This is how you could describe what lies beneath the capital of Greece. The places above which you have walked hundreds of times without knowing what is there. We are speaking about the "unknown city" under Athens, the shelters, and of a "city" that few know about.
This small new city of Athens was created during the Second World War. Athens was bombed and the population should have places to be protected. This is how the shelters were created. It is actually a network of labyrinthine corridors and chambers that protect the people from air strikes and beyond. Some larger and some smaller spaces changed shape and many times usage and some of them were turned over the years into places of torture.
The known and the unknown shelters in Athens
The history of the shelters is long, as is their number. Marshal Papagos (Greek general) mentioned at the time that 400 public shelters were built by the state. In addition to these, however, it is considered that there are several thousand private shelters that were built in apartment buildings and other private spaces due to the mandatory law of the Metaxa government (1936-1941). However, we cannot accurately know the number of those who were actually created and what condition they are in today.
Extensive registration and analysis for shelters have been done by the researcher Konstantinos Kyrimis who has also written a related book (The Shelters of Attica). In the last eight years, he has visited about 80 shelters in the city of Athens and the city of Piraeus. Each of them has its own story to tell. Some of these shelters were for protection but at other times were used as torture chambers. That's because their use has changed many times over the years. Konstantinos Kyrimis himself has stated in his lectures and interviews he gave: "From 1936 to December riot events (armed conflicts that took place a little after the Second World War between the Greek Army of the Resistance and the English army that helped the Government) the shelters were transformed from protection places for the population to torture centers of the occupying forces, and became from protection places of the inhabitants of Piraeus from the allied bombardment of '44 became fields of conflict in the December riot events and also protected and hidden the civilians".
He also mentions that the only shelter that is maintained as a torture chamber is that of 4, Korai Str. in downtown Athens which is located near the University of Athens and is a site of historical memory. But even this is not maintained as a refuge but as a place of detention for the Germans.
The question is where are the shelters? Everywhere! In Athens (Lykavittos hill, Ardittos hill, Polygono district, etc.), Piraeus (Proph. Elias hill, Kastela district, Drapetsona district, etc.), in the southern suburbs (Ellinikon district, Voula district, Glyfada district), in the north (Kifisia district, Papagos district, Psychiko district), in Cape Sounio, Rafina (a small town in the suburbs) Among these shelters there are some such as the "Great Britain Hotel", the National Insurance Hall, the Bank of Greece building, the Army Share Fund building and the basement of the Supreme Court of Areios Pagos.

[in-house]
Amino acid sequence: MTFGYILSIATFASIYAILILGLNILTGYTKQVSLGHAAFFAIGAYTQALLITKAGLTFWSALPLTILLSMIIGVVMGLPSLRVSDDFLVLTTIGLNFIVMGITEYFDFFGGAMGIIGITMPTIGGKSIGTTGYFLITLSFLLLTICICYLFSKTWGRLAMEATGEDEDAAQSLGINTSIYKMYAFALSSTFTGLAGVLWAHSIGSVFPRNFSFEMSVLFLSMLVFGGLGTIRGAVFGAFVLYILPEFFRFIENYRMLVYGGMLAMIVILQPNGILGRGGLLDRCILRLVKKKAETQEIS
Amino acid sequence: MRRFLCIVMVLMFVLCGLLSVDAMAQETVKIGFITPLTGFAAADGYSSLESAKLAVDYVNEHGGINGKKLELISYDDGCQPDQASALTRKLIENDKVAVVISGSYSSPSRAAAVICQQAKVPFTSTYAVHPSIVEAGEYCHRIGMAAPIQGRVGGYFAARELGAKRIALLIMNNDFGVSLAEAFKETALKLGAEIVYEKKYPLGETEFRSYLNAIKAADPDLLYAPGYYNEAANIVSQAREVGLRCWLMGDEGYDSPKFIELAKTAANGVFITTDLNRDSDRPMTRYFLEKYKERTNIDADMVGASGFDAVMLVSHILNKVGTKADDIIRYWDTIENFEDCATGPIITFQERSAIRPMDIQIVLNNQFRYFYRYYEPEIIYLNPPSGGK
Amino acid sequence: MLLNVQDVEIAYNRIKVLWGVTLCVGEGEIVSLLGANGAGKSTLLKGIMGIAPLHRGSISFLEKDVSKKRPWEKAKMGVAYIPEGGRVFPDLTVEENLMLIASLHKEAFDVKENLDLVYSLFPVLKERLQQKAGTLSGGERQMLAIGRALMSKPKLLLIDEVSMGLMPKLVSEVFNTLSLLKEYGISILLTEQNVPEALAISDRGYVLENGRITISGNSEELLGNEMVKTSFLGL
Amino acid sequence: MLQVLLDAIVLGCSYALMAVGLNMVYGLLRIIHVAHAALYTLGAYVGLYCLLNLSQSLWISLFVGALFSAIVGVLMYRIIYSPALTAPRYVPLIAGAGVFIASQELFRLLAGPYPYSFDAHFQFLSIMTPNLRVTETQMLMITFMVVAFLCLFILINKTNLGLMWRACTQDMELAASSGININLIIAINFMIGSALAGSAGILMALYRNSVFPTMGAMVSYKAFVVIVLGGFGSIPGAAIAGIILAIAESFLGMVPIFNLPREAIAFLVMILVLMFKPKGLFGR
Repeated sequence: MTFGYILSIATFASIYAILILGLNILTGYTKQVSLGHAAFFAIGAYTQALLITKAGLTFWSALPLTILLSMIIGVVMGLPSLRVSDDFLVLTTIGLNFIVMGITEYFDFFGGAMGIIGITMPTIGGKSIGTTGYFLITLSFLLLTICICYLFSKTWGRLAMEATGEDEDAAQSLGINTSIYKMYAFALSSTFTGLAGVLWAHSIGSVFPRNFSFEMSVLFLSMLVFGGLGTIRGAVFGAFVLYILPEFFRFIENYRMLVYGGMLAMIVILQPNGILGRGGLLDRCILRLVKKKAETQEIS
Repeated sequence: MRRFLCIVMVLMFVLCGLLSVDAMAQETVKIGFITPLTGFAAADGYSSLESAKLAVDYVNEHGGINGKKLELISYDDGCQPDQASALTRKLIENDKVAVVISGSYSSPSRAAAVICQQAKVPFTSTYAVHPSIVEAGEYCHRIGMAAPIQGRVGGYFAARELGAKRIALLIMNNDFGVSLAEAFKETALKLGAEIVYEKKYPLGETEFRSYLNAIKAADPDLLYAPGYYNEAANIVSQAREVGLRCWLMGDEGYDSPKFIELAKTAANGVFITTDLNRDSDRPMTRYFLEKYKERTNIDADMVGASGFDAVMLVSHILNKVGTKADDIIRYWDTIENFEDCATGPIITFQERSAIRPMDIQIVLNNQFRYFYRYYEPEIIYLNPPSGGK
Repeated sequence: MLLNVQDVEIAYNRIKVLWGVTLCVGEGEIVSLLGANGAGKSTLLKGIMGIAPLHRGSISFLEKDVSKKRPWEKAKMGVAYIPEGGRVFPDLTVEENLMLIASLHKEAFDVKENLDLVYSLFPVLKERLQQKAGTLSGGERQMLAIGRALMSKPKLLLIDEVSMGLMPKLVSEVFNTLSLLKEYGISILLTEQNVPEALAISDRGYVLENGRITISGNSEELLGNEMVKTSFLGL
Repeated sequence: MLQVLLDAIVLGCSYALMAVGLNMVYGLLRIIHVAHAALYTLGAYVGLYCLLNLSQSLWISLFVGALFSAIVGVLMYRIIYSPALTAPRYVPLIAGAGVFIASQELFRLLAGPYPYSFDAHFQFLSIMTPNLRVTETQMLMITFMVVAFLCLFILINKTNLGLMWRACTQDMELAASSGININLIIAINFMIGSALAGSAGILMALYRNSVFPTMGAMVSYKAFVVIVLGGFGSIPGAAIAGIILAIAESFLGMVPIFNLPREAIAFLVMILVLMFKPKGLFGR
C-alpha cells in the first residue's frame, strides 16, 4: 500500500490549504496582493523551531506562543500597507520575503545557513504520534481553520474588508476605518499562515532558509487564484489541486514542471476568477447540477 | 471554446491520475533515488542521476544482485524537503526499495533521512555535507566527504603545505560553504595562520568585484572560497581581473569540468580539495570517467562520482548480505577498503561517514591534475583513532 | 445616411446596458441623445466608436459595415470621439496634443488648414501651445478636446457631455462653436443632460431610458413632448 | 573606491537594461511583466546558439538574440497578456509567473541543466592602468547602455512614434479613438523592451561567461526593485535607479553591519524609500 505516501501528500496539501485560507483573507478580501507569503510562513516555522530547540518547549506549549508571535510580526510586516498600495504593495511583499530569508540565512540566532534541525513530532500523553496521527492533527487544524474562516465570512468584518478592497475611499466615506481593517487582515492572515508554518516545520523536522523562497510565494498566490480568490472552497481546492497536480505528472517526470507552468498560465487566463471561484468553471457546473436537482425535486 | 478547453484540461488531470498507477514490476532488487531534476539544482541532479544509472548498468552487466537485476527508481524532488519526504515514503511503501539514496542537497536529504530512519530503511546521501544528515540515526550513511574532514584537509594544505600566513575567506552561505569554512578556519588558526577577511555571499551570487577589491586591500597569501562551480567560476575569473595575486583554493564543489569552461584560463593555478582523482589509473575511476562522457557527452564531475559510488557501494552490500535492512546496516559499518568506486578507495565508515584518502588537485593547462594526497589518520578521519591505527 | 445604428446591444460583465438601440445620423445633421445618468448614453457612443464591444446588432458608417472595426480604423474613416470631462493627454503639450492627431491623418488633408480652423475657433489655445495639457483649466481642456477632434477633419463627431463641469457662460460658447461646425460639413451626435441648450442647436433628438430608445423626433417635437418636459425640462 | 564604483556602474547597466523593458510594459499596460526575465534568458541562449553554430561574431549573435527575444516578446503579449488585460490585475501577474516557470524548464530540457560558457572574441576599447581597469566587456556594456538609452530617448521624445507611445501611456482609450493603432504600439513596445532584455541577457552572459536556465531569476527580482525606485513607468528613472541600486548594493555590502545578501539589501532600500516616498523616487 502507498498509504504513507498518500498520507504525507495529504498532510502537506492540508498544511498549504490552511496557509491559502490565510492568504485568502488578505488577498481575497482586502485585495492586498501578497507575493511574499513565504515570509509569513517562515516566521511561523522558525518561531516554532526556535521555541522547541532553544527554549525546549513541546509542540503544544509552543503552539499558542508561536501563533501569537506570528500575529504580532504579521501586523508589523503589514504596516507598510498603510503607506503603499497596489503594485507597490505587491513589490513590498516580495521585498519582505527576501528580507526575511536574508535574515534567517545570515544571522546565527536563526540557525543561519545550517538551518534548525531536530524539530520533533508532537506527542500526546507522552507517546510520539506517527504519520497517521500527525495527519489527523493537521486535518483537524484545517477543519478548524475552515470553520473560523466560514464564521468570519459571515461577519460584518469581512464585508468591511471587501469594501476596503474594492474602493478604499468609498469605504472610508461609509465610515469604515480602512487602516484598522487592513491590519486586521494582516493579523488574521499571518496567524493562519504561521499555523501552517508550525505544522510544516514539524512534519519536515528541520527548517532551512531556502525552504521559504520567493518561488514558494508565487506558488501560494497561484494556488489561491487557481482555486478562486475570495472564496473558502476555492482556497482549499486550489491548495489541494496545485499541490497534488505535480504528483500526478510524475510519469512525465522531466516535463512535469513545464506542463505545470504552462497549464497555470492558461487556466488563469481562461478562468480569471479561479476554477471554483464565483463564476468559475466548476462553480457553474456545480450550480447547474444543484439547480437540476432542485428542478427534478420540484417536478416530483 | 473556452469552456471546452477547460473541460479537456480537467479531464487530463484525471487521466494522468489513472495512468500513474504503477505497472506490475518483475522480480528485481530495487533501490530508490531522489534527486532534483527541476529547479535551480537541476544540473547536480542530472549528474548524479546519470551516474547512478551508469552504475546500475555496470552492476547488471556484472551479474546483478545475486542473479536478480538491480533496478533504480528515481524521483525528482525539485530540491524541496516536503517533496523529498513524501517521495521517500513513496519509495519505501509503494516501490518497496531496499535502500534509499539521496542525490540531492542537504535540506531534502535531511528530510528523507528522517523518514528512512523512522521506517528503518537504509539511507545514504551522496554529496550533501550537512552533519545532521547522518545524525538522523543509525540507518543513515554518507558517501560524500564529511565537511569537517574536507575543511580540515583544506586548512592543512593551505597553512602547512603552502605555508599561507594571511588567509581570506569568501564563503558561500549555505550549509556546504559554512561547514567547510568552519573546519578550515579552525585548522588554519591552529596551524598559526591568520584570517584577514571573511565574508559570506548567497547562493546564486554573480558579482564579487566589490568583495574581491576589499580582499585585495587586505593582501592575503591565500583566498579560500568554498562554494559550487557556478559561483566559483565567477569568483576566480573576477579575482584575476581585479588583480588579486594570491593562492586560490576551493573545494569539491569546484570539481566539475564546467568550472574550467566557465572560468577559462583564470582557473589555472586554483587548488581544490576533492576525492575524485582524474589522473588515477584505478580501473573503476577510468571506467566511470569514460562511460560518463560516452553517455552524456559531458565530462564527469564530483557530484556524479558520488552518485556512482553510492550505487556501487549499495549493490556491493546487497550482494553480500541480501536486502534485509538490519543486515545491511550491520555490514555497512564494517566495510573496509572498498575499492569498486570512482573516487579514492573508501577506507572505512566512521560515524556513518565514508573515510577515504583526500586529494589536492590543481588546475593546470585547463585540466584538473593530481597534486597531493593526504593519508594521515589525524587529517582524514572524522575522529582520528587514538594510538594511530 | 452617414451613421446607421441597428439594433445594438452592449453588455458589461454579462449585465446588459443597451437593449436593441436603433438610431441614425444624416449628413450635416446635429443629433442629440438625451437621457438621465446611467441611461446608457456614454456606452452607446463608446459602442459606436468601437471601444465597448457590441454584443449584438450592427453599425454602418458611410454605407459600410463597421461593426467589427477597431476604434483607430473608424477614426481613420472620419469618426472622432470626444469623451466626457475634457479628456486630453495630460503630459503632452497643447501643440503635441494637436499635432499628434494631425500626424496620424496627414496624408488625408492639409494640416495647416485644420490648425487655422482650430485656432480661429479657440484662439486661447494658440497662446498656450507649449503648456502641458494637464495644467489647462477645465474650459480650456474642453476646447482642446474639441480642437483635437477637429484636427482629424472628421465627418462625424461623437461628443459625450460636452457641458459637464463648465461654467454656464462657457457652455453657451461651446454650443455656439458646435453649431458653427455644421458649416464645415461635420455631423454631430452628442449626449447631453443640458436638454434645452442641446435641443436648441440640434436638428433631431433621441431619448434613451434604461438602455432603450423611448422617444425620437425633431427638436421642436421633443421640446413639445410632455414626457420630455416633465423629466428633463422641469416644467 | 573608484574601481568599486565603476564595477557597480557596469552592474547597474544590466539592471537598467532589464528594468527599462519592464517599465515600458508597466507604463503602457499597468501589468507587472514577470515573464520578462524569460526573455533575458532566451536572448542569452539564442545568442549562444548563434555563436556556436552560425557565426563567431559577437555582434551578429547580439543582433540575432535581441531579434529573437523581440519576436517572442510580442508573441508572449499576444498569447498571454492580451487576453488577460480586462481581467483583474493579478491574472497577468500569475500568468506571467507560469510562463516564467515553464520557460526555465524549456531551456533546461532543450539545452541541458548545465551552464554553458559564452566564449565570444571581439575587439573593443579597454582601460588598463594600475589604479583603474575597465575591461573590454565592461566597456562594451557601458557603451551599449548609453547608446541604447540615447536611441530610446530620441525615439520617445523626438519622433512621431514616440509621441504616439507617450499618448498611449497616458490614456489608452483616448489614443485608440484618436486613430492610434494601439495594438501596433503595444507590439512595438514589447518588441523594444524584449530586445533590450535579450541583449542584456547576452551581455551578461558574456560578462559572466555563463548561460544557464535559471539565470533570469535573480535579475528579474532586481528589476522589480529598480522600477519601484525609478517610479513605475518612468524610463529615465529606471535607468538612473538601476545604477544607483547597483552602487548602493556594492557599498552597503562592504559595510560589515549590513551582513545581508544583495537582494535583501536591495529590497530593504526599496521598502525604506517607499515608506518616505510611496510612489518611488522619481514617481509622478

The biggest shelters in Athens
One of the largest shelters in the unknown city is that of Lycabettus hill. This one extends to 500 square meters. The underground shelter of Lycabettus hill was built around 1936, near the cave church of Agioi Isidoroi. It extends to a depth of 100 meters inside the rock and has two entrances. Preserved, and freshly painted, but with the obvious signs of time, it still has electricity, toilets, and baths. Is larger and in better condition than the most famous one which is the abandoned shelter of Ardittos hill.
Its facilities also include two large halls and some smaller ones, corridors, a machine gun nest, storage areas, ventilation appliances, ducts, tanks, tables, electric switches, and a phone-call center of that time. Both entrances end up in the main large hall where the Anti-Aircraft Defence Headquarters was housed for the needs of the 1940 war. Its initial use was military between 1936 and 1937 was installed and began to operate the Air Alarm Service, the Radio Station, and the Navy's Radio Telegraph Division.
On the other hand, the shelter on Karageorgi Serbia str. near the Syntagma square is about 400 sq.m. with 20 auxiliary spaces. During the German occupation, German soldiers built military-style shelters in the center of the capital and in coastal areas of Athens, for fear of the Allied military landings.
In the 1950s, more shelters were built, because of the Cold War fear and a nuclear catastrophe.
The shelter of Ardittos hill was commandeered by the Germans during the IIWW and in the end, was used as a base of the greek resistance. During King of Greece Paul's reign, it was a royal refuge, and perhaps because of this, there is a rumor that it communicates underground with the royal palace.
Do the shelters communicate with each other?
As Mr. Konstantinos Kyrimis says, that is not the case. The fact that the shelters are labyrinthine and dark has often given exhortations for speculation and myths. Shelters were built with the goal not to get people from one to the other, but to protect and be able to get out to a nearby location safely.
Apart from those that belong to the greek military or navy services, there are other shelters on the mountain slopes, which belongs to no one and the responsibility for cleaning them lies with the police.
No one seems to even know their exact number but their concrete substance entrance crumbles as time goes by.